Animal puppets are as important to the tradition of Qibao Shadow Play as the human puppets. Unlike human figures, which follow a distinct formula for manufacture, each animal created is unique.  Small animals have one control rod to convey a specific movement, while larger animals are much more complex.  Animals such as the crane in Video 2 have complex and multiple joints to portray flowing, precise movements. While the movements of human figures are conventionalized, the animals promote a more playful type of motion. The manipulator must observe and copy how an animal would move in nature, and communicate the nature of the animal through unique movements and behaviors to the audience on the other side of the screen.  The crane in Video 2 from Qibao, for example, has a long neck composed of several joints that allow accurate and meticulous motion.

Shadow Puppet Characters and Symbolism:

Human puppets can represent a wide range of social status and personality traits through the rendering of the heads and ornamentation of the bodies. The characters within Chinese Shadow Play are divided into four groups.  The first of these groups includes the Chou, which is composed of male or female comic actors.  The second group is known as the Jing and includes male military characters.  The Sheng is the third group, and is made up of scholars and officials.  The last group, called the Dan, includes all women characters, whether they are military, educated, servants, old, or young.

Painted faces and headdresses distinguish the personality traits, social ranking, and type of characters. For example, a violent general might wear red and black on the face and body: the red designating strength and black loyalty. A high status female or princess may have an elegantly painted face and elaborate dress.  Apart from the use of color and aesthetic decoration of the puppets, the way in which they are cut also helps reflect the personalities and identities of characters. Characters of noble status have faces that are cut with extreme precision, leaving elegant contour lines that distinguish facial features. On the other hand, comics, warriors, and mythological characters often will have faces that are left more solid and painted. Basically the more ornate and detailed the painting and carving, the more important the character. Important or wealthy characters often have embellished and colorful bodies with precise cutouts, while less important or lower class characters will have plainly painted, uncarved bodies. It is important to note that the symbols seen within the puppets are traditional and therefore easily recognized by a Chinese audience who would be familiar with such imagery.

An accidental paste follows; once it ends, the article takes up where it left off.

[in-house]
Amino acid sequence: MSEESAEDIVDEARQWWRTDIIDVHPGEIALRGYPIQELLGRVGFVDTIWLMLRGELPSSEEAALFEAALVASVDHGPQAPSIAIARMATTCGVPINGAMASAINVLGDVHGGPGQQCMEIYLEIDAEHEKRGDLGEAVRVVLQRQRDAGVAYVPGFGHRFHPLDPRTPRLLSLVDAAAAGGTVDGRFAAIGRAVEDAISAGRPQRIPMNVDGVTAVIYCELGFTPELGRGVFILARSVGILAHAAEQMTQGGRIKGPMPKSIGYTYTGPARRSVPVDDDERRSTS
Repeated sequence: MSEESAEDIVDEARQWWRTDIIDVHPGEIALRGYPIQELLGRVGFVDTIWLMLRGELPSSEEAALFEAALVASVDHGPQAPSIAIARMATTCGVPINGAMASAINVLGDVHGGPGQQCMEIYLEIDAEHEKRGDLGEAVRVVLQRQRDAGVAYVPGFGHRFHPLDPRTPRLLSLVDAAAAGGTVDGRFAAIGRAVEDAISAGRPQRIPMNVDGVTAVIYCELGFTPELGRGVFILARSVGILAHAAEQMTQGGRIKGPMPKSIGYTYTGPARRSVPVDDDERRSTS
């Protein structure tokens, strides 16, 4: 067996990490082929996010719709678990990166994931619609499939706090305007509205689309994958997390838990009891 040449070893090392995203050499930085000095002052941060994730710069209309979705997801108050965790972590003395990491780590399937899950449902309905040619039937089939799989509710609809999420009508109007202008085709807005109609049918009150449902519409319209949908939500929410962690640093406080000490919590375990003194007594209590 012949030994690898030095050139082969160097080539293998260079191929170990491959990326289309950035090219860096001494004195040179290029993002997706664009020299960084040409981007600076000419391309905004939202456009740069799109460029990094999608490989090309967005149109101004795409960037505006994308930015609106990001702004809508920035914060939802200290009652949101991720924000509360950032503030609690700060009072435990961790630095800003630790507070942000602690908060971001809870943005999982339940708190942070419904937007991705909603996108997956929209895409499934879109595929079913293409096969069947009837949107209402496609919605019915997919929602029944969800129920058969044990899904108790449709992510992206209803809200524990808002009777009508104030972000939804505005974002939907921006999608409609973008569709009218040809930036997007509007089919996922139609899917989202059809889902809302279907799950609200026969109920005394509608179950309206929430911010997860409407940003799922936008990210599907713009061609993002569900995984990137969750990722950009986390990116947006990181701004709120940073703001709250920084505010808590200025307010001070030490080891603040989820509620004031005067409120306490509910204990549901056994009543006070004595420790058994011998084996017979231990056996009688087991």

Animal puppets also have symbolic purposes. In Chinese culture, the Tiger represents dignity, ferocity, and courage, while the Dragon represents male vigor, fertility, prosperity, and good fortune. The Dragon is also often used as a symbol for the Emperor. Some animals symbolize different notions depending on how they are behaving or how they are depicted. The previously mentioned crane, for instance, represents wisdom and nobility if it is flying among clouds, marriage if there is a pair, and determination, power, and wealth if it is among pine trees.